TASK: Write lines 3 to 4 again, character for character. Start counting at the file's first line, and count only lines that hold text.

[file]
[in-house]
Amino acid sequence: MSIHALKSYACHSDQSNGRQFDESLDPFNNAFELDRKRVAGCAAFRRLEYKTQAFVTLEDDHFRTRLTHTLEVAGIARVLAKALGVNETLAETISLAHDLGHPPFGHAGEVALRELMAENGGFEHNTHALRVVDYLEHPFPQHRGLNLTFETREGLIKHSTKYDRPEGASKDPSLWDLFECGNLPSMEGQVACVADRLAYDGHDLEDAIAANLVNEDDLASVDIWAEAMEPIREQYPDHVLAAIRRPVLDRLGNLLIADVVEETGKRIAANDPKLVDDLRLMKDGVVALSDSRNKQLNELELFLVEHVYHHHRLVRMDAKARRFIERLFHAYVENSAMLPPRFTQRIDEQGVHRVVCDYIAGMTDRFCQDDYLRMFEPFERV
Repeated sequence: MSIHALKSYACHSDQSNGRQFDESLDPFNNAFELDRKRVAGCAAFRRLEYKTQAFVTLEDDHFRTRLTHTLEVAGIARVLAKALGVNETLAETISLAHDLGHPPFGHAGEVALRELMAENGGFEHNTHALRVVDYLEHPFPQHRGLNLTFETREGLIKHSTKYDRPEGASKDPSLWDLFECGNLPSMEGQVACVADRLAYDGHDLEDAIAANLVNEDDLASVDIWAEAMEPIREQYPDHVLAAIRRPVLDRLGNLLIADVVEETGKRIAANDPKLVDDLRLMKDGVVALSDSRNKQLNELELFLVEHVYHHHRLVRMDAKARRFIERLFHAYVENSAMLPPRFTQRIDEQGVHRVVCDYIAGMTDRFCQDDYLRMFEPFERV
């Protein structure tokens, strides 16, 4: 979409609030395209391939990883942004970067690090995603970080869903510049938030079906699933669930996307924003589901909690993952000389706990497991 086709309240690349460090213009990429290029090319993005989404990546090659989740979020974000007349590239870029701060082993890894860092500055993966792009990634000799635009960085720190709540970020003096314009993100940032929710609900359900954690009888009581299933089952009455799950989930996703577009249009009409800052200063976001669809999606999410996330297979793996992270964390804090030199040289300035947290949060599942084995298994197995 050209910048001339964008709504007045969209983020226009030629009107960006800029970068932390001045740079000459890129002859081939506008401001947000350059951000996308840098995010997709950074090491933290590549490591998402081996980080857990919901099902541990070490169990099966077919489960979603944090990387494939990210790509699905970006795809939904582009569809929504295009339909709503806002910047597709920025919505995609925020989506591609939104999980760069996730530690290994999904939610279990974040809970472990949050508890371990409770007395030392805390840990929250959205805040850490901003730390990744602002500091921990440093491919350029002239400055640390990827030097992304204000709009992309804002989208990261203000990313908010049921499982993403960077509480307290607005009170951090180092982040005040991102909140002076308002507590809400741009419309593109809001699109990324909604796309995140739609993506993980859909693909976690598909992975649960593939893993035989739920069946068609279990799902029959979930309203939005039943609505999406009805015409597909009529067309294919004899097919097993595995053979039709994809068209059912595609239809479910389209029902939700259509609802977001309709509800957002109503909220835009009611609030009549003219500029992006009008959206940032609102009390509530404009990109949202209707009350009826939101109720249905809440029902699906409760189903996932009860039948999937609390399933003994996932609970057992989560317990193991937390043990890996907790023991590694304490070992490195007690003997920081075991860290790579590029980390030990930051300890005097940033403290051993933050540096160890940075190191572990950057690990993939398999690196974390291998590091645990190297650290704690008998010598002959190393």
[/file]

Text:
Repeated sequence: MSIHALKSYACHSDQSNGRQFDESLDPFNNAFELDRKRVAGCAAFRRLEYKTQAFVTLEDDHFRTRLTHTLEVAGIARVLAKALGVNETLAETISLAHDLGHPPFGHAGEVALRELMAENGGFEHNTHALRVVDYLEHPFPQHRGLNLTFETREGLIKHSTKYDRPEGASKDPSLWDLFECGNLPSMEGQVACVADRLAYDGHDLEDAIAANLVNEDDLASVDIWAEAMEPIREQYPDHVLAAIRRPVLDRLGNLLIADVVEETGKRIAANDPKLVDDLRLMKDGVVALSDSRNKQLNELELFLVEHVYHHHRLVRMDAKARRFIERLFHAYVENSAMLPPRFTQRIDEQGVHRVVCDYIAGMTDRFCQDDYLRMFEPFERV
């Protein structure tokens, strides 16, 4: 979409609030395209391939990883942004970067690090995603970080869903510049938030079906699933669930996307924003589901909690993952000389706990497991 086709309240690349460090213009990429290029090319993005989404990546090659989740979020974000007349590239870029701060082993890894860092500055993966792009990634000799635009960085720190709540970020003096314009993100940032929710609900359900954690009888009581299933089952009455799950989930996703577009249009009409800052200063976001669809999606999410996330297979793996992270964390804090030199040289300035947290949060599942084995298994197995 050209910048001339964008709504007045969209983020226009030629009107960006800029970068932390001045740079000459890129002859081939506008401001947000350059951000996308840098995010997709950074090491933290590549490591998402081996980080857990919901099902541990070490169990099966077919489960979603944090990387494939990210790509699905970006795809939904582009569809929504295009339909709503806002910047597709920025919505995609925020989506591609939104999980760069996730530690290994999904939610279990974040809970472990949050508890371990409770007395030392805390840990929250959205805040850490901003730390990744602002500091921990440093491919350029002239400055640390990827030097992304204000709009992309804002989208990261203000990313908010049921499982993403960077509480307290607005009170951090180092982040005040991102909140002076308002507590809400741009419309593109809001699109990324909604796309995140739609993506993980859909693909976690598909992975649960593939893993035989739920069946068609279990799902029959979930309203939005039943609505999406009805015409597909009529067309294919004899097919097993595995053979039709994809068209059912595609239809479910389209029902939700259509609802977001309709509800957002109503909220835009009611609030009549003219500029992006009008959206940032609102009390509530404009990109949202209707009350009826939101109720249905809440029902699906409760189903996932009860039948999937609390399933003994996932609970057992989560317990193991937390043990890996907790023991590694304490070992490195007690003997920081075991860290790579590029980390030990930051300890005097940033403290051993933050540096160890940075190191572990950057690990993939398999690196974390291998590091645990190297650290704690008998010598002959190393």